Why parties to an acquisition choose one type of structure over another
Asset purchases generally work best when the buyers are interested in just select assets of the target company, such as certain intellectual property (e.g., patents). If the buyer is not worried about the company continuing as a going concern, an asset purchase is probably the best approach. The seller in an asset purchase transaction must take care to ensure it receives adequate consideration to pay for any future liabilities. What’s more, the taxable income the company receives may be subject to double-taxation in a C-Corporation, both at the company level and then at the shareholder level, when the proceeds from the sale have been distributed.
Generally, when pieces of a company are sold, the price will be lower than when the whole business is sold as a going concern. However, buyers sometimes choose an asset purchase arrangement even if wanting to keep the company as a going concern, but are especially concerned about acquiring unknown or contingent liabilities. Also, an asset purchase could be more difficult where there are a high number of contracts with third parties whose approval would be required to transfer those contracts to the buyer.
A stock purchase generally works best when the purchaser wishes to get the target entity as a going concern, and there are few shareholders. Negotiations are more simple when there are fewer parties involved, and holdouts are less likely. Buyers will prefer to obtain all of the outstanding stock of the target company if possible. Whenever there are minority shareholders who do not agree to sell, the buyer can approve a merger following the purchase, although as mentioned above, this can trigger appraisal rights. Sellers will normally favor the tax treatment of a stock purchase, while buyers will prefer the transaction be taxed as an asset purchase. As mentioned above, it might be possible to classify a stock purchase as an asset purchase for tax purposes by filing a special tax election, thereby affording the seller and the buyer the best of both worlds.
A merger generally works well when there are multiple shareholders in a target company that a buyer wants to acquire as a going concern. Instead of having to negotiate with multiple shareholders, once a vast majority of the shareholders agree to the transaction, the purchaser can be sure of having control of their business going forward. In a reverse triangular merger, buyers may maintain limited liability, by separating the target company in a wholly-owned subsidiary, obtain all the assets by operation of law, and generally avoid having to acquire third-party consents.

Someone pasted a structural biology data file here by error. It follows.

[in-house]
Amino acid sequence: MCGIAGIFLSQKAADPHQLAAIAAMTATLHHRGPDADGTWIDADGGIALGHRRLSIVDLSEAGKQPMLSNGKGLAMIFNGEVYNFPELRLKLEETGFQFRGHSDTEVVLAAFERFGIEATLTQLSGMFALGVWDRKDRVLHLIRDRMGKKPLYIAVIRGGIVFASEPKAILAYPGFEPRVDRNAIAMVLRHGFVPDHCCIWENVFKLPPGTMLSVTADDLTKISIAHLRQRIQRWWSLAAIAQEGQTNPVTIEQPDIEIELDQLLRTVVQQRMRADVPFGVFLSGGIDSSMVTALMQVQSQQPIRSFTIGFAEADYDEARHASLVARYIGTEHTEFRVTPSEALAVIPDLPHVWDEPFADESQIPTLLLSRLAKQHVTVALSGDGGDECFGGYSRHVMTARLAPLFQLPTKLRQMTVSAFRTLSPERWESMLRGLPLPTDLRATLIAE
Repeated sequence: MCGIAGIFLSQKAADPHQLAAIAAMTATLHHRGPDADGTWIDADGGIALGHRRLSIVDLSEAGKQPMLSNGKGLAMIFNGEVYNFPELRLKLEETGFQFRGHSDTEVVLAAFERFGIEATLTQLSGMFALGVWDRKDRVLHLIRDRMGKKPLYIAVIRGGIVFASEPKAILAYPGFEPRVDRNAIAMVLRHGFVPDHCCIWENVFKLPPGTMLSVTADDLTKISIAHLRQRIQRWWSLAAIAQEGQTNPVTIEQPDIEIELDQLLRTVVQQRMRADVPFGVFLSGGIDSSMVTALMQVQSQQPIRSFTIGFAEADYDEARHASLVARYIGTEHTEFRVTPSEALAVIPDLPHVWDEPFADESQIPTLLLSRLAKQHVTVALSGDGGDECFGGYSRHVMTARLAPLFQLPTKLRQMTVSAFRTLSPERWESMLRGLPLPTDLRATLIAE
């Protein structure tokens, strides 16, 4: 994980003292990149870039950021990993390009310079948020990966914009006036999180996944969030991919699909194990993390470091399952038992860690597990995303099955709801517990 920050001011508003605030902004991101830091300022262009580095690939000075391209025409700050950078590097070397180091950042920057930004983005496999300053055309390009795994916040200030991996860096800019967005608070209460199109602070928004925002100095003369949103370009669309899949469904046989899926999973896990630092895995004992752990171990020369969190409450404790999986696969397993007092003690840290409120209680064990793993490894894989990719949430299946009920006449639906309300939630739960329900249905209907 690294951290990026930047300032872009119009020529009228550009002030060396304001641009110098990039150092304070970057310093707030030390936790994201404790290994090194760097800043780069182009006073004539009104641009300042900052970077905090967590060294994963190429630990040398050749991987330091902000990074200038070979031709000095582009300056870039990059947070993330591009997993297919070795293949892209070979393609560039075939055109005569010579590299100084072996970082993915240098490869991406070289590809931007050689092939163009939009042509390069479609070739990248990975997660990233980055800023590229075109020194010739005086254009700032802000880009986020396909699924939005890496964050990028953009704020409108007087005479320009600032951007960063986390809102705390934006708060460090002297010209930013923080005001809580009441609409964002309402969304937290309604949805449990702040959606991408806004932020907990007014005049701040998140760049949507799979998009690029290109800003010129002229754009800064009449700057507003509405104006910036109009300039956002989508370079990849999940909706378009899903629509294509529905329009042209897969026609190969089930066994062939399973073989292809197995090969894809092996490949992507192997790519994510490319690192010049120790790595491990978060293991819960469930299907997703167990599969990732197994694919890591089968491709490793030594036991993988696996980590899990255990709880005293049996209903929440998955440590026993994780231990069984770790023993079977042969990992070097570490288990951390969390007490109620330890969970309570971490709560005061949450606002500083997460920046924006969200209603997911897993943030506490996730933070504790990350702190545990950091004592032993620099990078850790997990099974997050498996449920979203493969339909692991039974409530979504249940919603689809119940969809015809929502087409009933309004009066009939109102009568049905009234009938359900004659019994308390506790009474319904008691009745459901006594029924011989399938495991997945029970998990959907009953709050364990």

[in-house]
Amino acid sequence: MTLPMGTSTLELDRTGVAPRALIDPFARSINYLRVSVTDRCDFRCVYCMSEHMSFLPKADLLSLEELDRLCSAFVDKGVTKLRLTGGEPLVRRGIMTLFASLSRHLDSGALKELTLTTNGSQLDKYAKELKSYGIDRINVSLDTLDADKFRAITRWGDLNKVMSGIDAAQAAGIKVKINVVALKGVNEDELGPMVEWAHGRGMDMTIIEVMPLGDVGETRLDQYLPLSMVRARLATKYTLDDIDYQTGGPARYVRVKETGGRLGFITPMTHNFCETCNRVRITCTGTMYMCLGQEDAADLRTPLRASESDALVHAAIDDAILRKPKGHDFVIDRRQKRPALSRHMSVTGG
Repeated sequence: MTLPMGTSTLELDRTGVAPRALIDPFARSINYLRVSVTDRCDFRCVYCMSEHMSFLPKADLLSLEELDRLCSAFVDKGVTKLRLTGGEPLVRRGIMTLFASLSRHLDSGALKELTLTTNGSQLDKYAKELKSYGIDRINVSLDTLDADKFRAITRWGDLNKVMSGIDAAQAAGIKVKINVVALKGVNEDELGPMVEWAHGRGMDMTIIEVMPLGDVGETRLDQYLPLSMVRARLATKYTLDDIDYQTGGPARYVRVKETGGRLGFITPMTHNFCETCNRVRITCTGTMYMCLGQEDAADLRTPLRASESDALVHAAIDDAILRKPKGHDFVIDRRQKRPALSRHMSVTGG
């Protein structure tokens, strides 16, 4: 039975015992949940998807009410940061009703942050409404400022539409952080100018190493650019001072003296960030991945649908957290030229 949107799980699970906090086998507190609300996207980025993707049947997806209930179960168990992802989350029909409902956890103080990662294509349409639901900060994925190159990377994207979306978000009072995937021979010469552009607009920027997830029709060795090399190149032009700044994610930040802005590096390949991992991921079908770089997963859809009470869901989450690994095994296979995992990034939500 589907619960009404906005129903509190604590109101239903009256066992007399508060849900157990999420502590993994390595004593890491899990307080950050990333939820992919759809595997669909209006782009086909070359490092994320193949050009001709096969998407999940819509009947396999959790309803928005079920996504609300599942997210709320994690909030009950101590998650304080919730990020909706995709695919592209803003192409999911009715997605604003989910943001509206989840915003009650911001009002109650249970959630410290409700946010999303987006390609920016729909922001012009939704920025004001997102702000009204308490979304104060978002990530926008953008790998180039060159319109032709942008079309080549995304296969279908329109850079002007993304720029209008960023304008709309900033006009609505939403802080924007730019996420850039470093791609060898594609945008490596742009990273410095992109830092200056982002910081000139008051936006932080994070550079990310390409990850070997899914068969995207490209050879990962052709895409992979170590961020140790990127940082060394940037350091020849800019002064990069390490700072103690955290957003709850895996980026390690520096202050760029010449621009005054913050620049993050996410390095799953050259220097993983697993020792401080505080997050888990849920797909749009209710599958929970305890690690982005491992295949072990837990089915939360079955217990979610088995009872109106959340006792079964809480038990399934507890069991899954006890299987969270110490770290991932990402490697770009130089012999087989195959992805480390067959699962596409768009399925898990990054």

What sorts of laws give rise to the differences between the three acquisition types?
M&A is largely a creature of the laws of this state where the provider is incorporated/formed; however, tax laws affect the analysis significantly as well. By way of example, the Delaware general corporation law (“DGCL”) governs asset sales, stock sales and mergers for all acquisitions of Delaware corporations. The business and legal terms of an acquisition will be negotiated and agreed between the parties, but the underlying state law provides a framework for, and the basic requirements of, how each of these transactions must be conducted. The essential features of each deal type are a function of state law also. By way of instance, the DGCL has separate sections of its code handling asset sales, stock sales and mergers. Federal tax laws also weigh on the determination of whether the parties decide to enter into an asset sale, stock sale or merger, as mentioned above.
SO, WHY SELL?
The reasons a company decides to market itself for a sale are as diverse as the reasons for starting a business. Family-owned companies are often sold because nobody in the younger generations wants to keep in the business. Some disruptive technology firms were founded with the intention of being obtained by rivals or partners. In VC- or angel-backed companies, the shareholders may see a chance to realize a return on their investment and encourage the directors to advertise the company. Founders may desire to pursue new business ventures, and thus want to divest and begin a new project. In some instances, a company might not be actively considering selling when it is approached by an investment banker or even by a possible purchaser directly. Because of their duty to act in the best interest of the company and its shareholders, boards of directors must carefully consider even unsolicited offers.
A buyer’s reason for targeting a business for acquisition could be equally varied. The goal may have developed a market into which the buyer wishes to expand, whether or not a geographic expansion, price point, customer base, or a new product. The target may have disruptive technology which the purchaser believes would be valuable to its business operations. Often bigger businesses can maximize the efficiency of a smaller concern or make other synergies by in-housing administrative or other functions that otherwise eat away at profits of smaller businesses. A buyer may also try to literally buy market share by purchasing a competitor.
No matter the motivations from the purchaser or the seller’s side, the greatest driver for an acquisition is cost. A seller wants to realize a return on investment (as that term is used in the broadest sense), and a buyer wishes to realize value in the long run through the target’s business or assets.
Ultimately, we would assert that M&A is the culmination of capitalism, as analysts (founders, investors, workers, etc.) attempt to realize a return on their investment and reinvest those funds back into the economy at large.